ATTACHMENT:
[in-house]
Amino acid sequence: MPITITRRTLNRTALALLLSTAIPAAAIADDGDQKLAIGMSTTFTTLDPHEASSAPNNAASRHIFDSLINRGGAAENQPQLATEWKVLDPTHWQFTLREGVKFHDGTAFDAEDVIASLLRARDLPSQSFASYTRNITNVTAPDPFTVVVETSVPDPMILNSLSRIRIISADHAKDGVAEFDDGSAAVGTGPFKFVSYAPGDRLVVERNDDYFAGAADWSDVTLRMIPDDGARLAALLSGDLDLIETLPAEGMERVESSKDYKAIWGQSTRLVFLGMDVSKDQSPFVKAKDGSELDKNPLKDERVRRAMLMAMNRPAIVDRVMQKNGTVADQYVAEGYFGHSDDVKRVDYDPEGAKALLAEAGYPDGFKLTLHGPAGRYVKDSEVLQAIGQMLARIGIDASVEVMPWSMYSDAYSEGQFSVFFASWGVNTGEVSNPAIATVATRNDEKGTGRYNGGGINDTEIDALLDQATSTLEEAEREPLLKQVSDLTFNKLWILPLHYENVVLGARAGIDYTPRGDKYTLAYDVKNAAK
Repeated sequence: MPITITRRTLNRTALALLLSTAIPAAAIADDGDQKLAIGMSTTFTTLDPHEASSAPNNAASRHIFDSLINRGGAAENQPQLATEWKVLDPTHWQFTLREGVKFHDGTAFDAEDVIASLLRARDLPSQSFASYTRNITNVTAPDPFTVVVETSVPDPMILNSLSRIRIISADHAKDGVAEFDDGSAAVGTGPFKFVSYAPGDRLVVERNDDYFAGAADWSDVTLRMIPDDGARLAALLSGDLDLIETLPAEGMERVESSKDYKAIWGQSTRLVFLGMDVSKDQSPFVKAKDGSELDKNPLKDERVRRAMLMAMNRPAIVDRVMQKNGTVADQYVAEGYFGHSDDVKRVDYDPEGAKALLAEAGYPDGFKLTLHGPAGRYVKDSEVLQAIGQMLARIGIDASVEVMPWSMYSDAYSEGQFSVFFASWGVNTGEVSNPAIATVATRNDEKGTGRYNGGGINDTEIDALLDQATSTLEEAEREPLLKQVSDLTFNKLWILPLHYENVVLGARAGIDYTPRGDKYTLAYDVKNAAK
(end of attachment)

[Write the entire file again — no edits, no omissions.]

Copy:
[in-house]
Amino acid sequence: MPITITRRTLNRTALALLLSTAIPAAAIADDGDQKLAIGMSTTFTTLDPHEASSAPNNAASRHIFDSLINRGGAAENQPQLATEWKVLDPTHWQFTLREGVKFHDGTAFDAEDVIASLLRARDLPSQSFASYTRNITNVTAPDPFTVVVETSVPDPMILNSLSRIRIISADHAKDGVAEFDDGSAAVGTGPFKFVSYAPGDRLVVERNDDYFAGAADWSDVTLRMIPDDGARLAALLSGDLDLIETLPAEGMERVESSKDYKAIWGQSTRLVFLGMDVSKDQSPFVKAKDGSELDKNPLKDERVRRAMLMAMNRPAIVDRVMQKNGTVADQYVAEGYFGHSDDVKRVDYDPEGAKALLAEAGYPDGFKLTLHGPAGRYVKDSEVLQAIGQMLARIGIDASVEVMPWSMYSDAYSEGQFSVFFASWGVNTGEVSNPAIATVATRNDEKGTGRYNGGGINDTEIDALLDQATSTLEEAEREPLLKQVSDLTFNKLWILPLHYENVVLGARAGIDYTPRGDKYTLAYDVKNAAK
Repeated sequence: MPITITRRTLNRTALALLLSTAIPAAAIADDGDQKLAIGMSTTFTTLDPHEASSAPNNAASRHIFDSLINRGGAAENQPQLATEWKVLDPTHWQFTLREGVKFHDGTAFDAEDVIASLLRARDLPSQSFASYTRNITNVTAPDPFTVVVETSVPDPMILNSLSRIRIISADHAKDGVAEFDDGSAAVGTGPFKFVSYAPGDRLVVERNDDYFAGAADWSDVTLRMIPDDGARLAALLSGDLDLIETLPAEGMERVESSKDYKAIWGQSTRLVFLGMDVSKDQSPFVKAKDGSELDKNPLKDERVRRAMLMAMNRPAIVDRVMQKNGTVADQYVAEGYFGHSDDVKRVDYDPEGAKALLAEAGYPDGFKLTLHGPAGRYVKDSEVLQAIGQMLARIGIDASVEVMPWSMYSDAYSEGQFSVFFASWGVNTGEVSNPAIATVATRNDEKGTGRYNGGGINDTEIDALLDQATSTLEEAEREPLLKQVSDLTFNKLWILPLHYENVVLGARAGIDYTPRGDKYTLAYDVKNAAK